Learn how to save a life using CPR and a defibrillator –
When the stakes are this high, don’t think twice, just try – is one message of Restart a Heart Day 2018 which urges us all to learn how to save a life.
Without CPR the chances of surviving cardiac arrest are nil. Doing your best is always better than doing nothing.
By performing CPR and using a defibrillator until the emergency services arrive, you can actually double the victim’s chances of survival. In fact, even better than that – the chances of survival without a defibrillator is about 6% – using a defibrillator within 3 minutes, if they are in a shock able rhythm – can increase their chances from 6% to 74%!
In 2017, a staggering 195,000 young people were trained in life saving CPR as part of the Restart a Heart Day. This year the aim of the collective of organisations such as the Resuscitation Council UK, us at First Aid for Life and the British Heart Foundation is to train over 200,000.
Around 30,000 people each year suffering a sudden cardiac arrest outside of hospital each year, yet British Heart Foundation figures say the survival rate is less than 1 in 10.
A cardiac arrest can affect anyone at any time – from young children at school, to adults when they’re at home, work or out in public places. Without immediate intervention, cardiac arrests are usually fatal.
However, the chance of surviving a cardiac arrest jumps from a mere 6% to an incredible 74% if the casualty is in a ‘shockable’ rhythm and a defibrillator is deployed within 3 minutes.
A defibrillator or AED is an automatic device, simple enough to be used by the public, which shocks the heart back into its normal rhythm during cardiac arrest.
For every minute without CPR and defibrillation, a person’s chance of survival drops by about 10%. Minutes matter.
Defibrillators can be the difference between life and death. It is vital you know how to use one.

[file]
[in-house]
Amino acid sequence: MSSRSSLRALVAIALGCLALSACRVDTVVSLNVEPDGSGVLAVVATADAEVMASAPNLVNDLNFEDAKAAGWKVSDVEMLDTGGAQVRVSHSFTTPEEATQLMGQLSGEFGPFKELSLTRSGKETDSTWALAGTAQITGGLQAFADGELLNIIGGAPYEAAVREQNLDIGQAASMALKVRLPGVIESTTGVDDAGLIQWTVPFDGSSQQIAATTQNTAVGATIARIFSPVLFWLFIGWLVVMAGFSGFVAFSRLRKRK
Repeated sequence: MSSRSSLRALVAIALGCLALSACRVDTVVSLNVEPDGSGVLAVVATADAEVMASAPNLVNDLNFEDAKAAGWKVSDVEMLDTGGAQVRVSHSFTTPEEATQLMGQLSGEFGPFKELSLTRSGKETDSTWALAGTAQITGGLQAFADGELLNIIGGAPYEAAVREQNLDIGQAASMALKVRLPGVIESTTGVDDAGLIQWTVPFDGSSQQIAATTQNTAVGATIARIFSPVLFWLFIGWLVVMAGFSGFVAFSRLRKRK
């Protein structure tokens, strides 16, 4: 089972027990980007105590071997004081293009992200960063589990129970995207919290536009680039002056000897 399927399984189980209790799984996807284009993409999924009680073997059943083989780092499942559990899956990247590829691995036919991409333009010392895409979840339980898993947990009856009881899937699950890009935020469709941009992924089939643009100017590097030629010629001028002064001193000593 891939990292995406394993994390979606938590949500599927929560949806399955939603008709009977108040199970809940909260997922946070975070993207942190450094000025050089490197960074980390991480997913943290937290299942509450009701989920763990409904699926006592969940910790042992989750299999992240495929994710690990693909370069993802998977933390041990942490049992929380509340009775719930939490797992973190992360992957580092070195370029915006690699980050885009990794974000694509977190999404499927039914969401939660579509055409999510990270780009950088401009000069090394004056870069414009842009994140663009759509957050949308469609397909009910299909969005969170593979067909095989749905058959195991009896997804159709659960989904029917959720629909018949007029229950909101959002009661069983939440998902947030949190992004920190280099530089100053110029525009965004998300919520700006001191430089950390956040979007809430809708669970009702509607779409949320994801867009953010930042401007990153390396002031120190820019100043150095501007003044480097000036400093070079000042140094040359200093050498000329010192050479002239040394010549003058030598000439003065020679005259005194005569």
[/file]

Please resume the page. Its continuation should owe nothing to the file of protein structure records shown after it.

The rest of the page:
For those wary of making the patient worse, the good news is you cannot use a defibrillator if the patient doesn’t need it. The machine simply won’t let you.
Awareness saves lives
It is imperative that bystanders know how to respond to a medical emergency.
In countries better equipped to recognise and react to cardiac arrests, survival rates are three times higher, according to the British Heart Foundation.
The good news is public awareness of defibrillators is growing in the UK. High street supermarket Morrison’s has installed defibrillators in all their stores and supported training for 2,300 employees, following a £500,000 donation from the Morrisons Foundation. Most of the other larger supermarkets have them too and they can also be found in tube stations, bus depots, train stations, dental surgeries and theme parks. Villages often have them installed in old phone boxes or on the wall of the village hall and they are thankfully now far more accessible.
They are universally signposted using one of the following signs: Defibrillators and AEDs
Councillors in South Oxfordshire are campaigning to provide all new large housing developments of more than 75 homes with an on-site publicly available defibrillator as standard.